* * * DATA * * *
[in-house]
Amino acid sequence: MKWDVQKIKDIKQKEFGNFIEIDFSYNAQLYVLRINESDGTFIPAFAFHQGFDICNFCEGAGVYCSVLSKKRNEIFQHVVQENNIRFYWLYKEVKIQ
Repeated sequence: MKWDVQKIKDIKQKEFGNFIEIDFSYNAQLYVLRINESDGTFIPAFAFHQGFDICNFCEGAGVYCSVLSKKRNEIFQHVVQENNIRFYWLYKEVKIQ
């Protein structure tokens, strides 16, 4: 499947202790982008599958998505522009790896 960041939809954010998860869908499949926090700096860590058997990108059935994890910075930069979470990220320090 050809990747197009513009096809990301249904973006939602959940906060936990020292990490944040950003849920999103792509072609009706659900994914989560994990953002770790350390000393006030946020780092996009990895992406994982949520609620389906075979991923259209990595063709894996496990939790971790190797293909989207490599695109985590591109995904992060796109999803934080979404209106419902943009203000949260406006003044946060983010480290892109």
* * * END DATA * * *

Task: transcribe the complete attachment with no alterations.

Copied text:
[in-house]
Amino acid sequence: MKWDVQKIKDIKQKEFGNFIEIDFSYNAQLYVLRINESDGTFIPAFAFHQGFDICNFCEGAGVYCSVLSKKRNEIFQHVVQENNIRFYWLYKEVKIQ
Repeated sequence: MKWDVQKIKDIKQKEFGNFIEIDFSYNAQLYVLRINESDGTFIPAFAFHQGFDICNFCEGAGVYCSVLSKKRNEIFQHVVQENNIRFYWLYKEVKIQ
């Protein structure tokens, strides 16, 4: 499947202790982008599958998505522009790896 960041939809954010998860869908499949926090700096860590058997990108059935994890910075930069979470990220320090 050809990747197009513009096809990301249904973006939602959940906060936990020292990490944040950003849920999103792509072609009706659900994914989560994990953002770790350390000393006030946020780092996009990895992406994982949520609620389906075979991923259209990595063709894996496990939790971790190797293909989207490599695109985590591109995904992060796109999803934080979404209106419902943009203000949260406006003044946060983010480290892109």